• ADUs allow for seniors, disabled individuals, adult children, etc. to maintain independence through a separate space, while still being close to their family members. Increasingly we are seeing a return to this living situation as housing costs increase, older generations look to downsize, and younger generations prefer to rent at a higher rate and have smaller households than the previous generations.
  4. How do ADUs address sustainability and the City of Tucson’s climate goals?
    • ADUs support infill development and use of existing infrastructure as an alternative to sprawl and development on the periphery. The alternative to infill – sprawl - is detrimental to the environment in that it destroys natural land, disrupts ecosystems, requires additional infrastructure, more pollution, etc. The increased density created by the ADUs helps to support effective public transit, bike use, and pedestrian systems.
    • New construction also must meet current building code and energy code standards, which is much more efficient than standards used for older housing.
  5. What impact will the development of ADUs have on heat generation and the Urban Heat Island (UHI) Effect?
    • Research generally shows that gradually increasing density (e.g ADUs) will not in itself increase the UHI effect for a specific area.
    • Additionally, new development with a light-colored "cool roof” can actually reduce the Urban Heat Island effect when developed on previously barren ground.
    • Research comparing Civano Phase 1, where reflective white roofs were used with other neighborhoods showed that neighborhoods with cool roofs have lower temperatures. 2
    • In order to mitigate the urban heat island effect, this proposal would require that newly constructed Accessory Dwelling Units include a cool roof.
  6. What are ADUs effect on neighborhood stability and housing values?
    • As property values increase, so does the property tax rates – if a homeowner cannot bear the cost of increased property taxes, they may be forced to relocate. The option for a property owner to generate passive income can help support the property owner’s cost of living in that area. Moreover, the option for a property owner to earn additional income can help support their mortgage payments.
    • Adding built improvements only adds value to the property – the owner is investing in their property. This is called a positive externality where the increased value of a neighbor’s property has the same effect on an adjacent neighbor’s property.
  7. Can we require that a property owner reside in the ADU or primary home?
    • This proposal does not regulate the occupancy of an ADU or the primary structure on a lot where an ADU is built.
    • An owner-occupancy requirement can make it difficult to finance an ADU and to sell a property with this requirement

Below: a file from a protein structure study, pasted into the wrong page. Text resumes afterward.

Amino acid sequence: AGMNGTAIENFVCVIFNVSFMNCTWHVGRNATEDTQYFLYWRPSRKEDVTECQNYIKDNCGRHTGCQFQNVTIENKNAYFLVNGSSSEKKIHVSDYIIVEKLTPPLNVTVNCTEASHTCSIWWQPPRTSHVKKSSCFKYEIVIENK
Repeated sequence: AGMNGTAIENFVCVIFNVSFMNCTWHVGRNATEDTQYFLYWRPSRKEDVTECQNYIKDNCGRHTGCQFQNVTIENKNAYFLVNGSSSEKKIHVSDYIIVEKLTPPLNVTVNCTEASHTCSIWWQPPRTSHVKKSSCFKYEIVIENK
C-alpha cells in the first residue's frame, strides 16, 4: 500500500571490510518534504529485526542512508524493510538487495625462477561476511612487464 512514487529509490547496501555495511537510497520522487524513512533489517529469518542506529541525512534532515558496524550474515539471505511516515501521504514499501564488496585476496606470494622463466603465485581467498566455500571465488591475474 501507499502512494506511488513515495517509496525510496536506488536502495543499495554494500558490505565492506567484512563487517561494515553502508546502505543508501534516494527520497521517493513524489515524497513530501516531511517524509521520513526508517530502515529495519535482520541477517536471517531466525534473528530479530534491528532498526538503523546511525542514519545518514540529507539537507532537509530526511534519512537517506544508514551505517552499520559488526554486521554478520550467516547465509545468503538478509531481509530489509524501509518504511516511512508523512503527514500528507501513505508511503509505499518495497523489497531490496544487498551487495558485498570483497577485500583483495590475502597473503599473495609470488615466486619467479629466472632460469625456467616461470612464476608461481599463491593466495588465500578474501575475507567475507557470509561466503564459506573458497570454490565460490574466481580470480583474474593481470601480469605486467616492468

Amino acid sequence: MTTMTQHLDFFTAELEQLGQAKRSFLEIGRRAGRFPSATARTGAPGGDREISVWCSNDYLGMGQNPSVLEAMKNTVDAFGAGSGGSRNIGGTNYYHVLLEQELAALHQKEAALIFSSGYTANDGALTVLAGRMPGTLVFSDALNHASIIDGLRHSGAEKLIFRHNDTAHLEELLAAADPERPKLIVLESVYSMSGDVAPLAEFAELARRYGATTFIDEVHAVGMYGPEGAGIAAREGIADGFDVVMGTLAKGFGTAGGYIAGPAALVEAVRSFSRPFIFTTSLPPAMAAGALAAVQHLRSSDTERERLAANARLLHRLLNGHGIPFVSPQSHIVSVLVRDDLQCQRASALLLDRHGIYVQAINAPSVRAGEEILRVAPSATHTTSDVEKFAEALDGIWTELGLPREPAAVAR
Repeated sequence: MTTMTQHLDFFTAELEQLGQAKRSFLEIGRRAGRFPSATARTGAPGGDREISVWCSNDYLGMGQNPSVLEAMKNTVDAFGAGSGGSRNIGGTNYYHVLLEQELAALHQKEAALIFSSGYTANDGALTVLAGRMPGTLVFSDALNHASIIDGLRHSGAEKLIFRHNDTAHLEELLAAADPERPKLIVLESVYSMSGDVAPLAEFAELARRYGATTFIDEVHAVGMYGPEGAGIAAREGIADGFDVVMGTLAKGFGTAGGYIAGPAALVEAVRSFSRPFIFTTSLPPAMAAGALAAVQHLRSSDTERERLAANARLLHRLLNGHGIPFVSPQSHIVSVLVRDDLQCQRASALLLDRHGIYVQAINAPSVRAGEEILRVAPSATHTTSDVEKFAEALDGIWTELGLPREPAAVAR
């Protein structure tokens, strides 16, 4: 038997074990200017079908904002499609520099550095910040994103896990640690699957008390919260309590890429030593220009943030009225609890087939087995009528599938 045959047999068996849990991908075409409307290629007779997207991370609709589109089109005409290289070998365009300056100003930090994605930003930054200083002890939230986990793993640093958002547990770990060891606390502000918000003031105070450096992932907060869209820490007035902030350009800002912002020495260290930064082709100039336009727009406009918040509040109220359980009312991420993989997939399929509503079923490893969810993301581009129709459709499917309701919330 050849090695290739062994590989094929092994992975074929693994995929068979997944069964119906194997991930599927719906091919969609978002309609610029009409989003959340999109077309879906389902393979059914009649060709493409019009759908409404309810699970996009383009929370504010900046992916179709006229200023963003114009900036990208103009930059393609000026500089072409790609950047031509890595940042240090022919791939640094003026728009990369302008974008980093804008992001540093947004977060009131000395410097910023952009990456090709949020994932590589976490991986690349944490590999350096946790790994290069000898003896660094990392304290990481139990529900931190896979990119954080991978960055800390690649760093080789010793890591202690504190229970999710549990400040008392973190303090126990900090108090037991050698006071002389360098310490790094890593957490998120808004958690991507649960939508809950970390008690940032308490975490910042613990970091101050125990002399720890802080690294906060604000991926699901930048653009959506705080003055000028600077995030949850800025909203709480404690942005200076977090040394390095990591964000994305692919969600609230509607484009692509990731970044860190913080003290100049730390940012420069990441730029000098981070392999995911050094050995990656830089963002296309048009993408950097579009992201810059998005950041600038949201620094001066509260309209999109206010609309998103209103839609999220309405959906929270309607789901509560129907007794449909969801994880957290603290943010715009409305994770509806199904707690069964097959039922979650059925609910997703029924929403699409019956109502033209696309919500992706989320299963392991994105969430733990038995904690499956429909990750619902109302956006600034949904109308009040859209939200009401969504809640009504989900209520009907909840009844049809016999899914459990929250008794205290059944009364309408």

• If circumstances of the property owner change, this requirement could be a liability
    • Occupancy is not regulated for other homes and is not regulated elsewhere in our zoning code
    • We are seeing changing household preferences – more households are choosing to rent today. Therefore limiting ADUs to lots with a property owner on-site limits who can benefit from this option.
  8. Can we make sure that ADUs are not just used for short-term rentals (Airbnb, VRBO, etc.)?
    • Currently, Arizona law prohibits a city or county from restricting the use of or regulating vacation or short-term rentals based on their classification, use, or occupancy[2].
  9. How are ADUs different from mini-dorms?
    • The current proposal would limit an Accessory Dwelling Unit to a maximum of 1,000 square feet, which is large enough to potentially allow a 2-bedroom unit.
    • Accessory Dwelling Units must comply with group dwelling regulations. These regulations prohibit 5 or more unrelated individuals from residing in a home, or in R-1 zones, on a lot.
  10. Could an ADU be purchased separately from the main home?
    • In order for an ADU to be owned separately from the main structure, the lot would need to be split. The new lots must meet minimum lot size requirements, which are for 7,000 square feet in R-1 and 5,000 square feet in R-2, and R-3, to name a few common residential zones. Once the lot with the ADU was split off, the ADU would no longer be an accessory unit but would be the primary residential structure.
  11. Will this allow tiny homes?
    • “Tiny home” is a term that can be applied to a number of types of homes. Tiny homes are generally defined as a home that is 400 square feet or less. These could qualify as an Accessory Dwelling Unit. It’s important to note that this proposal does not allow tiny homes on wheels, which are considered a vehicle, rather than a dwelling. Accessory Dwelling Units must be built on a permanent foundation.
  12. How does the proposal deal with the potential loss of vegetation from the development of ADUs?
  • The UDC allows flexibility in terms of where an ADU is placed so that property owners can choose to retain vegetation. For example, a property owner could potentially build a two-story ADU to reduce the building's footprint and retain a mature tree.
  1. How does this proposal for ADUs help with providing accessible housing for seniors?
    • The City of Tucson adopted an Inclusive Home Design Ordinance in 2007 which requires certain accessibility standards, such as a zero-step entry for the structure.
  2. How does this proposal address privacy mitigation?
    • The ADU would be subject to the zone’s setback requirements, which typically require a structure to be set back at least 6 feet from a side or rear property line. Any structure over 9 feet must set back even further. Therefore, higher structures must be located towards the interior of the site, serving as a form of privacy mitigation for taller structures.
    • Should a property owner request to reduce the required setbacks through a Design Development Option (DDO), site-specific conditions can be added to mitigate the potential impacts.
  3. Could an Accessory Dwelling Unit be built in the front yard of an existing home?